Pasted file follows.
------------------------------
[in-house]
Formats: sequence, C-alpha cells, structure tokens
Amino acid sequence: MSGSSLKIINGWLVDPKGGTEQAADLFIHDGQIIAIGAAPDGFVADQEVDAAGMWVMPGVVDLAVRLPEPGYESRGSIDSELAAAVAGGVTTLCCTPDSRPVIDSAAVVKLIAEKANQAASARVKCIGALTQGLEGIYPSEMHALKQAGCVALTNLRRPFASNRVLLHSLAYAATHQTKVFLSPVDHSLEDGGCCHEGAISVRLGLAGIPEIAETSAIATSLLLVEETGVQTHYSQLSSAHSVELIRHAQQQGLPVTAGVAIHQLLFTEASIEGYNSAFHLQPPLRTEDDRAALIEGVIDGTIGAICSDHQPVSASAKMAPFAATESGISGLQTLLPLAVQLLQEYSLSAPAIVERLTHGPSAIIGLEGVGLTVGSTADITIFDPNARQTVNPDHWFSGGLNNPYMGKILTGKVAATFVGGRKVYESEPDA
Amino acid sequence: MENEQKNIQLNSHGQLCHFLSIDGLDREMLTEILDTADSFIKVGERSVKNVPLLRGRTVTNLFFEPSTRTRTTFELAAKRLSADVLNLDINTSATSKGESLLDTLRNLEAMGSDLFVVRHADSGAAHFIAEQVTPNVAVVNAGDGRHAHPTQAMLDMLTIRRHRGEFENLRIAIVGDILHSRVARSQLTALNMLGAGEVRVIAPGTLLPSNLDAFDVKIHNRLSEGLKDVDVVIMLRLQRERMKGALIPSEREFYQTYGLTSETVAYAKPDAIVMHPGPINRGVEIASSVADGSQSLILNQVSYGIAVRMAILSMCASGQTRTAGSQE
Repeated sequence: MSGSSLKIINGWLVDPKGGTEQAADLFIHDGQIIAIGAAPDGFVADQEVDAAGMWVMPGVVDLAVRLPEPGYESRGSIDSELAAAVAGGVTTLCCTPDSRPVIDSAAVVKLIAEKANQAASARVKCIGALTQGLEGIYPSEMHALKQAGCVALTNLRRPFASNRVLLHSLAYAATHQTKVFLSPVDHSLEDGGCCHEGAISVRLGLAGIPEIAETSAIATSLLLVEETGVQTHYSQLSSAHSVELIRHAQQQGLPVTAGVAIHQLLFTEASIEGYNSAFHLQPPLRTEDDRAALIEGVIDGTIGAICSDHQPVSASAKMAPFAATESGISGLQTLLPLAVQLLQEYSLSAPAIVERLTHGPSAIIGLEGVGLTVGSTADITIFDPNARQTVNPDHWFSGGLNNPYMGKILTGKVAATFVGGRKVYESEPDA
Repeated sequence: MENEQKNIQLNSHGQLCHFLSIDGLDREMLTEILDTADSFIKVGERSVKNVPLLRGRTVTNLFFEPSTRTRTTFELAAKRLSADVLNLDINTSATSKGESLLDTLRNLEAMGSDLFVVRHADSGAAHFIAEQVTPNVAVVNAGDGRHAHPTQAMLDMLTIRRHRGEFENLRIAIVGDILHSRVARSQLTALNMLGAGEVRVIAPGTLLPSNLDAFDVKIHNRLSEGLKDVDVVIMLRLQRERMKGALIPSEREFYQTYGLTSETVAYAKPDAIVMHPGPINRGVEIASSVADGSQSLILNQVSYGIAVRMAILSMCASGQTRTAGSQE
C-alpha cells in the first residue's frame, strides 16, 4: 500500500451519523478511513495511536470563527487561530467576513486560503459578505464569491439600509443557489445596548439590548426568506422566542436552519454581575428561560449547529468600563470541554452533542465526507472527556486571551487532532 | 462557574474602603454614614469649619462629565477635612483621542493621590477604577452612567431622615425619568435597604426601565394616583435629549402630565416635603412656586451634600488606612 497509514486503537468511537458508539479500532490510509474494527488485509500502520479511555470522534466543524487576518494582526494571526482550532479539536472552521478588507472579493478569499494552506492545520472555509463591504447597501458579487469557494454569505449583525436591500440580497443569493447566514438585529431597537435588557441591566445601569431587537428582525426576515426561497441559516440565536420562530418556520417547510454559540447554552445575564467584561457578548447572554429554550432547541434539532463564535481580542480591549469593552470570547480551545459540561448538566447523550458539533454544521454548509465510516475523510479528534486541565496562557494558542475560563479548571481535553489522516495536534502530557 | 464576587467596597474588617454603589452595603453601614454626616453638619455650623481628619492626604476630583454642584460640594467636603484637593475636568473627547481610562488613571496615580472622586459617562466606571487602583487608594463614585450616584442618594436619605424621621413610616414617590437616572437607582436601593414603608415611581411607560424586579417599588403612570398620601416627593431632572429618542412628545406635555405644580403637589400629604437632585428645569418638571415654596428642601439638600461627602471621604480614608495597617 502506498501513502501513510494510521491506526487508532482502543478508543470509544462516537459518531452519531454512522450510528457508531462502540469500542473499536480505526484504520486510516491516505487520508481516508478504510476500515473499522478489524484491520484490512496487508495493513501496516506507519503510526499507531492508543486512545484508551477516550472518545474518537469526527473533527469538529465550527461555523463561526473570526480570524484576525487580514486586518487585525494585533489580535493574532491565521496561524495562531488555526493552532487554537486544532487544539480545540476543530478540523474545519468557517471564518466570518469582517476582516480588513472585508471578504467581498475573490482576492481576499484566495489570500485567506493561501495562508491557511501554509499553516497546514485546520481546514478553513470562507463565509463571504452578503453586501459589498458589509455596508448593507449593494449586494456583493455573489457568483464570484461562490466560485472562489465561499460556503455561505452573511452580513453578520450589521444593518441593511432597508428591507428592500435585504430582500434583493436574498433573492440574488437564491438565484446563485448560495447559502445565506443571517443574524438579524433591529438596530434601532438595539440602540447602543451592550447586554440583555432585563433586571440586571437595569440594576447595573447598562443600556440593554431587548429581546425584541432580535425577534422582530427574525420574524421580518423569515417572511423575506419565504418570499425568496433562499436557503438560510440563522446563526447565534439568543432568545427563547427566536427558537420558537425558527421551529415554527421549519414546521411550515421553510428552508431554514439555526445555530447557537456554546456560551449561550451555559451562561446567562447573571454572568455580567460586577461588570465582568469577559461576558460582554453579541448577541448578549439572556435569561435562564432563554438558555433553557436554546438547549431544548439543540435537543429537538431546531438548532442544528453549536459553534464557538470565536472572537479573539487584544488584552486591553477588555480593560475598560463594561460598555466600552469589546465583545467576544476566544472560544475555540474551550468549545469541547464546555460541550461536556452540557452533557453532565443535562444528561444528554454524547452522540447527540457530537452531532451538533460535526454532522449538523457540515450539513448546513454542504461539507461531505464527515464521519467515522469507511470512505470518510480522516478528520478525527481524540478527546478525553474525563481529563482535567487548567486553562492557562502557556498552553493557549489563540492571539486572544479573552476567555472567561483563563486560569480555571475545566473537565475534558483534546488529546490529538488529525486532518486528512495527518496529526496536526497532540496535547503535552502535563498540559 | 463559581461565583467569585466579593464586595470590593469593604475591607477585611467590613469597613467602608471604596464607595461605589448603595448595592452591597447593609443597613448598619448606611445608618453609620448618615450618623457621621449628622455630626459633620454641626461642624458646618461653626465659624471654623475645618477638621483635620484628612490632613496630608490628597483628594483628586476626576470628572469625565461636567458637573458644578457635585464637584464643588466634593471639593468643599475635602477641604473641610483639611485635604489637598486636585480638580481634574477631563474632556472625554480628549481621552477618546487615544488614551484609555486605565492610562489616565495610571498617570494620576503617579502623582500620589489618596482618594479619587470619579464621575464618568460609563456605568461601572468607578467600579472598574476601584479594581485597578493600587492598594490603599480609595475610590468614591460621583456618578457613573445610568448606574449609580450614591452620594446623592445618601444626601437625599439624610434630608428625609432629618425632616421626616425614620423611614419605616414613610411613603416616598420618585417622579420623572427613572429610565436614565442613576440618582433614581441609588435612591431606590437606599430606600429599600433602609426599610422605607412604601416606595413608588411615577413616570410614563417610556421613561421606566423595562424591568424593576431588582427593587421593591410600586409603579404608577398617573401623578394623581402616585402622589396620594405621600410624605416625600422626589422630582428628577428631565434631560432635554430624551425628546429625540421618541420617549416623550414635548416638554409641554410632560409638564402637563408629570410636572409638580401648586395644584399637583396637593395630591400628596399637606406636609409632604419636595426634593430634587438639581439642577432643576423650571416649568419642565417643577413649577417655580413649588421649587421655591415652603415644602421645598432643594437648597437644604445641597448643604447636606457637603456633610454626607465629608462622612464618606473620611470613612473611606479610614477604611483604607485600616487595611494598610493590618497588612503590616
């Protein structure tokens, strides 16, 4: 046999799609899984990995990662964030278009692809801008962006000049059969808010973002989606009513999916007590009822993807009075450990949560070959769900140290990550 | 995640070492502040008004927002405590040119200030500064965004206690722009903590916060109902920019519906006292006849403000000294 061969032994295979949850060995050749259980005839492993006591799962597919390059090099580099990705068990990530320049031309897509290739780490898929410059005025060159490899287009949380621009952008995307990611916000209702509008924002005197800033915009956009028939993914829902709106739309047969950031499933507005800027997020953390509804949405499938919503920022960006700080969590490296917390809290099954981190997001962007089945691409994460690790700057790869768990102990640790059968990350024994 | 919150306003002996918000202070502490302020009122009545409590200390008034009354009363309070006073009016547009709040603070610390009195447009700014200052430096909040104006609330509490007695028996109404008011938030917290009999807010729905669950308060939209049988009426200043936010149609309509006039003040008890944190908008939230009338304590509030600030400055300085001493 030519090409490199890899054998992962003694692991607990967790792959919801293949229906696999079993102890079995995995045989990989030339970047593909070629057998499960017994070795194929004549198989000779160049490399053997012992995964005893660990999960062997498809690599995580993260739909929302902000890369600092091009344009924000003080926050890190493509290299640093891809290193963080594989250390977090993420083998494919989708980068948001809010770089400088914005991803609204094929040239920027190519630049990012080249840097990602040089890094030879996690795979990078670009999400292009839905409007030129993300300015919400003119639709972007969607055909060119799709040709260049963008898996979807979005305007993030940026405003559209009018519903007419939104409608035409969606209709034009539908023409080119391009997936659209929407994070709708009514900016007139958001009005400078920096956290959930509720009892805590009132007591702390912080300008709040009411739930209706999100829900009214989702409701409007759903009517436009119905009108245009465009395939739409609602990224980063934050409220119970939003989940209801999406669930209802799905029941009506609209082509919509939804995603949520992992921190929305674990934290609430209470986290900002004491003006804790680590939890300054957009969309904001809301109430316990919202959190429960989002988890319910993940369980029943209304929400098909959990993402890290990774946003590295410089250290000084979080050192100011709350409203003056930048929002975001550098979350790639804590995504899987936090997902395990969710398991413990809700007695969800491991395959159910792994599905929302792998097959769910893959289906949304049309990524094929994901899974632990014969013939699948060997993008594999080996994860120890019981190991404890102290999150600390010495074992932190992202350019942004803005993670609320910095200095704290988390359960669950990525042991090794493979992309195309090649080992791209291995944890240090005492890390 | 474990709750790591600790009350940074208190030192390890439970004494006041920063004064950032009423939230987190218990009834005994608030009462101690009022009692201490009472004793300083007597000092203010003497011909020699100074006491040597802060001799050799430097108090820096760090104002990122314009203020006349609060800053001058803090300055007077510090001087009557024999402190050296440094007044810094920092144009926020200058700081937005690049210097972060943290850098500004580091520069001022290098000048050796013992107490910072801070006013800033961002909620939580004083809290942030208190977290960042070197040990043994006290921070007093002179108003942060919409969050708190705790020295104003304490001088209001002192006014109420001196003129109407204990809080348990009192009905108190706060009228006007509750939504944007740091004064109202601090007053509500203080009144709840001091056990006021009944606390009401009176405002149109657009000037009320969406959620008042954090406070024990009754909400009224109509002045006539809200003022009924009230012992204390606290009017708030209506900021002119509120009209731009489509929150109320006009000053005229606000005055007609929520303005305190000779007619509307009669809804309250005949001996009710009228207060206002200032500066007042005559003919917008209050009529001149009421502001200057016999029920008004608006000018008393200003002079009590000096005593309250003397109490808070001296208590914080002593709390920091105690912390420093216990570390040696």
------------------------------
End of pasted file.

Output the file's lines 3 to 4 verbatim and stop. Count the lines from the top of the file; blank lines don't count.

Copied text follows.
Amino acid sequence: MSGSSLKIINGWLVDPKGGTEQAADLFIHDGQIIAIGAAPDGFVADQEVDAAGMWVMPGVVDLAVRLPEPGYESRGSIDSELAAAVAGGVTTLCCTPDSRPVIDSAAVVKLIAEKANQAASARVKCIGALTQGLEGIYPSEMHALKQAGCVALTNLRRPFASNRVLLHSLAYAATHQTKVFLSPVDHSLEDGGCCHEGAISVRLGLAGIPEIAETSAIATSLLLVEETGVQTHYSQLSSAHSVELIRHAQQQGLPVTAGVAIHQLLFTEASIEGYNSAFHLQPPLRTEDDRAALIEGVIDGTIGAICSDHQPVSASAKMAPFAATESGISGLQTLLPLAVQLLQEYSLSAPAIVERLTHGPSAIIGLEGVGLTVGSTADITIFDPNARQTVNPDHWFSGGLNNPYMGKILTGKVAATFVGGRKVYESEPDA
Amino acid sequence: MENEQKNIQLNSHGQLCHFLSIDGLDREMLTEILDTADSFIKVGERSVKNVPLLRGRTVTNLFFEPSTRTRTTFELAAKRLSADVLNLDINTSATSKGESLLDTLRNLEAMGSDLFVVRHADSGAAHFIAEQVTPNVAVVNAGDGRHAHPTQAMLDMLTIRRHRGEFENLRIAIVGDILHSRVARSQLTALNMLGAGEVRVIAPGTLLPSNLDAFDVKIHNRLSEGLKDVDVVIMLRLQRERMKGALIPSEREFYQTYGLTSETVAYAKPDAIVMHPGPINRGVEIASSVADGSQSLILNQVSYGIAVRMAILSMCASGQTRTAGSQE